E-Commerce Online Sales Impact U. S. Warehouse MarketAre U.S. warehouses and distribution centers ready to meet e-commerce omnichannel fulfillment demands?
U.S. Warehouse Space Today
E-commerce online shopping is having a significant impact on the industrial real estate market across the United States. Although online sales are less than a tenth of overall retail sales, according to the U.S. Census Bureau, e-commerce retail revenue increased at four times the pace of total retail sales. Big box retailer Walmart reported that they anticipate e-commerce sales to increase at a pace of 50% year over year.
Recent commercial real estate industry reports indicate that U.S.-based warehouses and distribution centers are facing increasingly tight market conditions. According to CBRE, availability in the first quarter of 2018 declined for the 31st consecutive quarter. An examination of this on an annual basis shows that the availability rate has dropped 20 base points per year. Largely due to the increase in e-commerce activity, the demand for United States-based warehouse and DC facilities has continued to increase steadily.
Satisfying consumers with fast delivery comes a cost. Yesterday’s supply chain was not engineered to satisfy the fast-paced immediate desire of consumers. Fast forward to today. With consumers pushing to be able to buy anything from anywhere and have the goods in their hands immediately, the issue of warehouse real estate location needs more thought. A review of U.S. warehouse inventory provides some insight into the challenges that the nation faces in meeting consumer expectations.
The Impact of E-Commerce Omnichannel Retail
Real estate industry reports by experts CBRE and Prologis indicate that warehouses are changing to meet pressing needs of e-commerce fulfillment. In years gone by, warehouses and distribution centers were situated away from population centers in areas where costs for land, taxes and labor were lower. These warehouses tended to have lower roofs, fewer dock doors and smaller parking lots, suitable for smaller workforce operations.
Here are some other insights from the CBRE report “Old Storage Warehouse Modernization in Early Stages”:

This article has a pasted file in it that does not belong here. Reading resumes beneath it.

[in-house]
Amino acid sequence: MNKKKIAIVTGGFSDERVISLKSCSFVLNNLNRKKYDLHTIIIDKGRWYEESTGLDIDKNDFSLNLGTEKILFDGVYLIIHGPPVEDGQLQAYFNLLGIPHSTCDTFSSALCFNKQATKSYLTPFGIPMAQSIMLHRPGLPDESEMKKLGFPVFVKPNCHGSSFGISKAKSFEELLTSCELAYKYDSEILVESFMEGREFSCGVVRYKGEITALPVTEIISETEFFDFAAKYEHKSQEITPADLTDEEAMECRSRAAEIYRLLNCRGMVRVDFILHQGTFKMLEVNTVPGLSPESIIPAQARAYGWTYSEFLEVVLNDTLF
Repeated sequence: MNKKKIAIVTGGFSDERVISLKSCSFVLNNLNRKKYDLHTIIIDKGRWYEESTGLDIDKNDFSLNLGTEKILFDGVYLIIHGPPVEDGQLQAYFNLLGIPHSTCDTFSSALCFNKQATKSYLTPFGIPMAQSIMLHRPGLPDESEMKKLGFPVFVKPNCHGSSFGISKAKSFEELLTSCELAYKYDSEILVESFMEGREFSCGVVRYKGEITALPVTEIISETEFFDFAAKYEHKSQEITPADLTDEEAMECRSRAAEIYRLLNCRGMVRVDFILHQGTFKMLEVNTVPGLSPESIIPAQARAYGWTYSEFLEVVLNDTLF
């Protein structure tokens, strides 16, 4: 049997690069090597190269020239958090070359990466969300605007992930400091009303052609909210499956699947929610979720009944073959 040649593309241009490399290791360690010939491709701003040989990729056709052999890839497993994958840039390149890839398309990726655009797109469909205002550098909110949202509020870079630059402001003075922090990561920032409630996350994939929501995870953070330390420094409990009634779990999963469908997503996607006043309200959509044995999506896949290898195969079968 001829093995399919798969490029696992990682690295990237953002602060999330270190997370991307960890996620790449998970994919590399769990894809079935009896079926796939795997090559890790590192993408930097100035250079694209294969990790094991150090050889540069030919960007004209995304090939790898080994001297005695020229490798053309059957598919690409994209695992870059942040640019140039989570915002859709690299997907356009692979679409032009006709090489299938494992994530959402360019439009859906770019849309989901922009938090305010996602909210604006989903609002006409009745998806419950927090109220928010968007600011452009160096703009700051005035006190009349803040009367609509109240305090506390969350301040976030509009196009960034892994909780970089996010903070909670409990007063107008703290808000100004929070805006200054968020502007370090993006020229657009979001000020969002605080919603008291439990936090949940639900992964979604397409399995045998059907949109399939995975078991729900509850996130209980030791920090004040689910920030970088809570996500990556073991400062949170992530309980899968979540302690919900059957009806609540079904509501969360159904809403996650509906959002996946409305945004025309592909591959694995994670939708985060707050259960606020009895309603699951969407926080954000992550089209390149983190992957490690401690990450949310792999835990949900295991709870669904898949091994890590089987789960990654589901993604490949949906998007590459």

- U.S. markets that have the newest warehouses tend to have a large amount of land that can still be developed and are near major population centers
- U.S. markets with the oldest warehouses are most likely to serve heavy industrial and shipping centers
Land shortages in some areas has resulted in use of brownfield sites and closed shopping malls. With land restrictions increasing pressure in certain locations, some companies are looking to Asia for inspiration. A three story nearly 600,000 square foot fulfillment center is under construction in Seattle. The fulfillment center will include truck ramps that lead to second floor loading docks and forklift accessible freight elevators for lighter-scale warehouse operations on the third floor.
Warehouse and Distribution Center LOCATION, LOCATION, LOCATION
Whereas years ago, the location of shopping malls and brick and mortar retail stores was essential to the success of retail, now warehouses and distribution centers must be located near population centers to ensure rapid last mile delivery. This reduces time and transportation costs, vital to keeping home delivery costs low for consumers. To do this in mature markets, omnichannel retailers are searching for “infill locations”, vacant or underutilized parcels of land within or immediately adjacent to urban areas.
Bigger, More Technologically Advanced Warehouses in 2018
Because of the incredibly fast pace of operations, wide variety of goods and SKU proliferation and other factors, the size of warehouses and distribution centers has increased significantly. Warehouses today are far more technologically advanced than those of even ten years ago. The space is needed not only to store the wide range of inventory but also the material handling equipment and related technology that power the fast-paced operation.
- Several Amazon warehouses have over a million square feet of space
- Nike’s Memphis 24/7 distribution center has 2.8 million square feet of space and 33 miles of conveyor belt under a single roof
The continual growth of online shopping is fueling the demand for warehouse and DC space and major changes across the supply chain. As many U.S. warehouses were constructed before the year 2000, the facilities are smaller and inadequate. Location remains critical for warehouses and distribution centers in order to meet the need for same day delivery to consumers.
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